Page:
What's In Season: Alliums
To most home cooks, alliums mean onions, garlic and shallots, and they have no season for celebration. Instead, because these storage crops are available year-round, they’re often taken for granted and seldom given credit for the great flavor and health-boosting properties they contribute to so many of our meals.
But come spring, these pungent bulbs and their botanical relatives suddenly appear in diverse, fresh forms that demand our attention. Suddenly we’re seeing—and smelling—leeks, fresh spring onions, green onions, chives, and, if we’re lucky, scapes and wild varieties. Indeed, if alliums have a season, it’s spring, and there’s no better time to learn more about them.
Nutritional and Medicinal Value
It’s believed that in Ancient Egypt, the onion’s circle-within-a-circle structure made it a symbol of eternal life. The Egyptians also recognized the practical value of alliums’ chemical properties in promoting good health.
According to Jo Robinson’s Eating on the Wild Side (Little, Brown & Co., 2013), the Egyptians used garlic to treat all manner of ills, from cancer to fatigue. Eventually, Native Americans and hunter-gatherers around the world also used alliums internally and externally to enhance performance and treat sickness. More recently, onions were used as germ-fighting field dressings in the Civil War, and garlic was used in the same way by Russian medics in World War II.
A misguided use of these pantry staples? Not so, writes Robinson, citing studies that indicate 1 milligram of allicin, the active ingredient in garlic, is equal to 15 international units of penicillin. And while eating garlic won’t provide the same benefits as being injected with penicillin, “common bacteria are 1,000 times more likely to become resistant to modern antibiotics than to garlic,” says Robinson.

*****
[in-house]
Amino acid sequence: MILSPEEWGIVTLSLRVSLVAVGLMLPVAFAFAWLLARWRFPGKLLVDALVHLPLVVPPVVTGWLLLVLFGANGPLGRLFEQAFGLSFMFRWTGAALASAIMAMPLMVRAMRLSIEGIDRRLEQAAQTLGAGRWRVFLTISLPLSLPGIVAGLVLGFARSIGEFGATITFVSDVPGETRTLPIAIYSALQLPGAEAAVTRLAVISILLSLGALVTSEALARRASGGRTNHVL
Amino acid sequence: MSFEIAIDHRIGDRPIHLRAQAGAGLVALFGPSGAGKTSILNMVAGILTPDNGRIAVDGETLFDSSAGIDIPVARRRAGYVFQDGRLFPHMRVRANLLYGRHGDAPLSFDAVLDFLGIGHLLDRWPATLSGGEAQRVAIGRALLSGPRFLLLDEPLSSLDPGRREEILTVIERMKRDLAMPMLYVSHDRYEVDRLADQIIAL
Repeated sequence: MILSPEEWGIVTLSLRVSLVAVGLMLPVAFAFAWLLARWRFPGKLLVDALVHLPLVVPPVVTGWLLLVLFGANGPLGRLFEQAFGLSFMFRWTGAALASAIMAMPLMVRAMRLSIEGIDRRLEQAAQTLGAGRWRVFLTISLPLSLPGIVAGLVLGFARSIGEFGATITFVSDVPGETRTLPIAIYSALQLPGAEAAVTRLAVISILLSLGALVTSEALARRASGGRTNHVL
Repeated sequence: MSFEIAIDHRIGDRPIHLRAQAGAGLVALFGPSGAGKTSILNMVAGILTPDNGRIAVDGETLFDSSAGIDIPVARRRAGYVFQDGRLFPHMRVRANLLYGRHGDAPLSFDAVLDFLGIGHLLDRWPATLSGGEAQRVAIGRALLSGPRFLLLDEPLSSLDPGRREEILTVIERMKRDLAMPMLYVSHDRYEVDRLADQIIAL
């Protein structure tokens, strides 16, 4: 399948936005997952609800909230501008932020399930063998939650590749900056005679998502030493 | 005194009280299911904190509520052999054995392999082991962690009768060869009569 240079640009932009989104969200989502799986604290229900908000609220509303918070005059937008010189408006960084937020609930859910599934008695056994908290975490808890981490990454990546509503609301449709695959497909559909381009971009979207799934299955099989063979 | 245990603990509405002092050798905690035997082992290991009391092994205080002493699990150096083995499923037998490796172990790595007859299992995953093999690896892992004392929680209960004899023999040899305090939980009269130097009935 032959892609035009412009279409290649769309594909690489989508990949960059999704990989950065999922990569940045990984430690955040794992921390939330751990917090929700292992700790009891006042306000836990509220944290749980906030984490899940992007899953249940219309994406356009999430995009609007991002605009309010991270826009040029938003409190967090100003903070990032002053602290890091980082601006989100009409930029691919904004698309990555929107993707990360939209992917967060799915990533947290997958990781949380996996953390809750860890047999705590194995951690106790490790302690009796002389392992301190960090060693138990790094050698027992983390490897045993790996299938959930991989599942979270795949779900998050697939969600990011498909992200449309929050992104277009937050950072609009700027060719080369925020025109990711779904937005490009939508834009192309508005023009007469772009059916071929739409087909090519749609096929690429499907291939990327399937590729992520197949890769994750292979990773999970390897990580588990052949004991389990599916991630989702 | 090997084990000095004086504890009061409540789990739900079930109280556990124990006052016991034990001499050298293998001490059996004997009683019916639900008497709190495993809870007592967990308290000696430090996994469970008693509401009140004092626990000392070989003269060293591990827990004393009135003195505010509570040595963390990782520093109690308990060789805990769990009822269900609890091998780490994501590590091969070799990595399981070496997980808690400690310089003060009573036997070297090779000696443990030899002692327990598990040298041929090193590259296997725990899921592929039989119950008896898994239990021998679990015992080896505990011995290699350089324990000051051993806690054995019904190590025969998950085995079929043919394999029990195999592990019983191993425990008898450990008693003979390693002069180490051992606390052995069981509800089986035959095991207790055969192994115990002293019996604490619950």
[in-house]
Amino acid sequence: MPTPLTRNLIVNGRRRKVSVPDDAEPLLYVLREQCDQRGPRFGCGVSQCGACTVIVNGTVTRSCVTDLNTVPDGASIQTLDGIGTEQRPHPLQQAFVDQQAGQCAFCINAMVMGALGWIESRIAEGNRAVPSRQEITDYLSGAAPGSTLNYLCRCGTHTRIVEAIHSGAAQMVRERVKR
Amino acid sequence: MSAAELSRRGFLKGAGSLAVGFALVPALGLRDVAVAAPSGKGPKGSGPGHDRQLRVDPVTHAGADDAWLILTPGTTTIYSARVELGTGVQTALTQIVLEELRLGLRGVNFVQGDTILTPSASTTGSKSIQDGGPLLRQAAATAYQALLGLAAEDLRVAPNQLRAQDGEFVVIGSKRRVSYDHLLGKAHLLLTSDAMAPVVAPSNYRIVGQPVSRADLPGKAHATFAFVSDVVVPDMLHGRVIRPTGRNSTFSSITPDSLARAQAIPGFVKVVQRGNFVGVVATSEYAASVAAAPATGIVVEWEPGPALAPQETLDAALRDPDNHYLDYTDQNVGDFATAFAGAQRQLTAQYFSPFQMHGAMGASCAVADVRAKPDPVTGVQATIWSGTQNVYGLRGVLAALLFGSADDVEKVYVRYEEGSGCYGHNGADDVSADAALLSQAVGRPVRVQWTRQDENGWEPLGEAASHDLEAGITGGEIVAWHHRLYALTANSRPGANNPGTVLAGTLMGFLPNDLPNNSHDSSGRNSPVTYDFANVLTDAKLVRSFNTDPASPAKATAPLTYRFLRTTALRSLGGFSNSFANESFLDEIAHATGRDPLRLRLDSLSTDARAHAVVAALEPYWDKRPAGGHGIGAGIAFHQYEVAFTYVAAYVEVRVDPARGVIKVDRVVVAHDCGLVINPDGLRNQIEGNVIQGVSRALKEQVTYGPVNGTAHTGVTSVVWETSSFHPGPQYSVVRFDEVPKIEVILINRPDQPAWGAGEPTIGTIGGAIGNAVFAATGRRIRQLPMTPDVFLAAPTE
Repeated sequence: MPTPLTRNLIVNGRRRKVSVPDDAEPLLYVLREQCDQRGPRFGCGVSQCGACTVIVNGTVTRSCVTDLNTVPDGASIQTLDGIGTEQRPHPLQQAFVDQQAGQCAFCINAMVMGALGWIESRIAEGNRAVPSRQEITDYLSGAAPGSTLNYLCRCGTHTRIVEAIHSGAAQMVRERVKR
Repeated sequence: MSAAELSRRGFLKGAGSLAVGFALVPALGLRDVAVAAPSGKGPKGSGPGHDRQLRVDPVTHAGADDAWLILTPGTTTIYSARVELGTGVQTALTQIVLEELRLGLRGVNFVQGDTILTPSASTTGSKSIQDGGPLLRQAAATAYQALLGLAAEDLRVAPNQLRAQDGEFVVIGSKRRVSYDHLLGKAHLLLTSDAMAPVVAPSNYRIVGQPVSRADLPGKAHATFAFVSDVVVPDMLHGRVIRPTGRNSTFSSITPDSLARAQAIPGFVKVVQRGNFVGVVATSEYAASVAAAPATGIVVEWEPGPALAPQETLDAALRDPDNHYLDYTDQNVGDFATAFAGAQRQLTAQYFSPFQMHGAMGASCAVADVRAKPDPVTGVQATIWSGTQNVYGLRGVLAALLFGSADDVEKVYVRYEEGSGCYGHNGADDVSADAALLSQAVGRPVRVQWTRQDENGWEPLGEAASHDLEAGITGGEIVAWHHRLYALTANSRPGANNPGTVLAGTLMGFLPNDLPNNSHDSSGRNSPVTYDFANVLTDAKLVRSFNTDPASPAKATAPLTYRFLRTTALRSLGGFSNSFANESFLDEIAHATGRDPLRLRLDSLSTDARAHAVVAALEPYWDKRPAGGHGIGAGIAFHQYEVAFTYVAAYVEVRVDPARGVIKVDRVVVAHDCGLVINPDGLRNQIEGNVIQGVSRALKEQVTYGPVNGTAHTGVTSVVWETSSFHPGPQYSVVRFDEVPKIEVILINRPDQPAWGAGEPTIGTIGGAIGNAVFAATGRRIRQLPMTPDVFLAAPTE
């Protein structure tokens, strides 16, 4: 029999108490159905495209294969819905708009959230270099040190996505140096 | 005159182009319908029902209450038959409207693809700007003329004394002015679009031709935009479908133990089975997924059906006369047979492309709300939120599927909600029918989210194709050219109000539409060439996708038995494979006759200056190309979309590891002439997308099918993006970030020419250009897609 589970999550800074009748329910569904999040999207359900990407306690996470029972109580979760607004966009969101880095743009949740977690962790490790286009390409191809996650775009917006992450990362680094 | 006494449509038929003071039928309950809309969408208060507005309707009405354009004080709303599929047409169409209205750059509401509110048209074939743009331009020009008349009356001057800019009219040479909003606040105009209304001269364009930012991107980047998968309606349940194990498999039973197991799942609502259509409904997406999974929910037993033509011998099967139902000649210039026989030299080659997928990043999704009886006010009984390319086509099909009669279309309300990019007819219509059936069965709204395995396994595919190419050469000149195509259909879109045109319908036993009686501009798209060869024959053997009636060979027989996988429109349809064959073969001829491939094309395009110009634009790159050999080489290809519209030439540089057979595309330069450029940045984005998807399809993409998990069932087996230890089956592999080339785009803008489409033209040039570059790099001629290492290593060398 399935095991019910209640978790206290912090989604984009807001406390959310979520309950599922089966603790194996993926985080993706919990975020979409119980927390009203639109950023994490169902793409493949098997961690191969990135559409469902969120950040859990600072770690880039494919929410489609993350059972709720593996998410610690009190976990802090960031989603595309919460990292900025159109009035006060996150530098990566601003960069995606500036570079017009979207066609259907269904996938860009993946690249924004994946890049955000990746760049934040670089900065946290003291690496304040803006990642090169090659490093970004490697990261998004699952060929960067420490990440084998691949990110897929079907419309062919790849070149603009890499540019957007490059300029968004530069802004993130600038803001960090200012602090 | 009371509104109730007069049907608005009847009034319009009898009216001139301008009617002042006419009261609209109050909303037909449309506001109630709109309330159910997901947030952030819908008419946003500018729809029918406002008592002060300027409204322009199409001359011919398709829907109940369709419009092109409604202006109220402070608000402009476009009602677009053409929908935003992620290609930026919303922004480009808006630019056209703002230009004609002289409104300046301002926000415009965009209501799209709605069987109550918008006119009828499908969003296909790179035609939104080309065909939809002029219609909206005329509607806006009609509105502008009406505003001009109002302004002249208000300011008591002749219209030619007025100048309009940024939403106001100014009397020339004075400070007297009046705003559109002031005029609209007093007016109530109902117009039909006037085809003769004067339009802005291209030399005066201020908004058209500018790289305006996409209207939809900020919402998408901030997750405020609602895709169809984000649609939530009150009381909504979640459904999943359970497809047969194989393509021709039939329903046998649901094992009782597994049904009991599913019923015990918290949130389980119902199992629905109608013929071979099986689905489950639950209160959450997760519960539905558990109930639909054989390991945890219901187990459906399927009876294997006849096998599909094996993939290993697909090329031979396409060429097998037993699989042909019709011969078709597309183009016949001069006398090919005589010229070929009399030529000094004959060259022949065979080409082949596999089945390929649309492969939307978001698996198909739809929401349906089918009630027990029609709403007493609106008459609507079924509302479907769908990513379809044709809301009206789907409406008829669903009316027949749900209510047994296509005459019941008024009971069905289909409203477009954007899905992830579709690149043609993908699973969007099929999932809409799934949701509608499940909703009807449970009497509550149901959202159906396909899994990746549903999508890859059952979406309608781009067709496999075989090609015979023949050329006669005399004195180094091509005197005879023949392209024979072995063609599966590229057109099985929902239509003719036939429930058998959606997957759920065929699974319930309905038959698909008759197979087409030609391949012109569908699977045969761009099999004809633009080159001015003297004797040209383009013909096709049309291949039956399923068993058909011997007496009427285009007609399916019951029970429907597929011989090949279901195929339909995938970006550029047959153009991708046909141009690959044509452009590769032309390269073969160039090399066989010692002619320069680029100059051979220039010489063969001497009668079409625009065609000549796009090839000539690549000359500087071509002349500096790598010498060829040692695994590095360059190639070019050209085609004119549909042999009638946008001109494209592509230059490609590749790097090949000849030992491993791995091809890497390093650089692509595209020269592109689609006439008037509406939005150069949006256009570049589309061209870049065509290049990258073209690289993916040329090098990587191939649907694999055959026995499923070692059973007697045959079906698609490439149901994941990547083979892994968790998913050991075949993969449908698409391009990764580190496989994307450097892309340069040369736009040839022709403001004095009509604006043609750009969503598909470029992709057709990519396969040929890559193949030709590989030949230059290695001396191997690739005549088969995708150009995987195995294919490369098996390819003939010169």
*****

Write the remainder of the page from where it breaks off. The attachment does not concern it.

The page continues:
Another study cited in Eating on the Wild Side found garlic to be the most potent anti-cancer fighter among a number of vegetables that were tested. All in all, garlic was found to be antimicrobial, antioxidant, anti-cancer, antiviral and anticlotting—meaning great for killing viruses, bacteria and keeping cells healthy while being good for the heart by encouraging blood flow.
But one key thing to remember about garlic when considering its benefits: Once it is chopped, it must be allowed to sit for 10 minutes before cooking in order to make allicin, the beneficial compound that makes garlic one of the healthiest foods you can eat. This is not a worry, however, when you eat your garlic raw. So if you can manage to eat lots of raw garlic, you will not only repel people with your scent—you also will scare off disease.
In the Monterey Bay region, alliums can be grown year-round and flourish best in well-drained, fertile soil and full sun.
Slow growing onions and leeks are usually grown from seeds in hothouses and then transplanted to the field in order to get ahead of the weeds. Garlic can also be grown from seed, but commercially it is generally produced by planting cloves from the previous season.
When planting alliums, note that some varieties need more space than others. For example, elephant garlic requires three times the room to grow that traditional garlic needs, and shallots need very little room at all.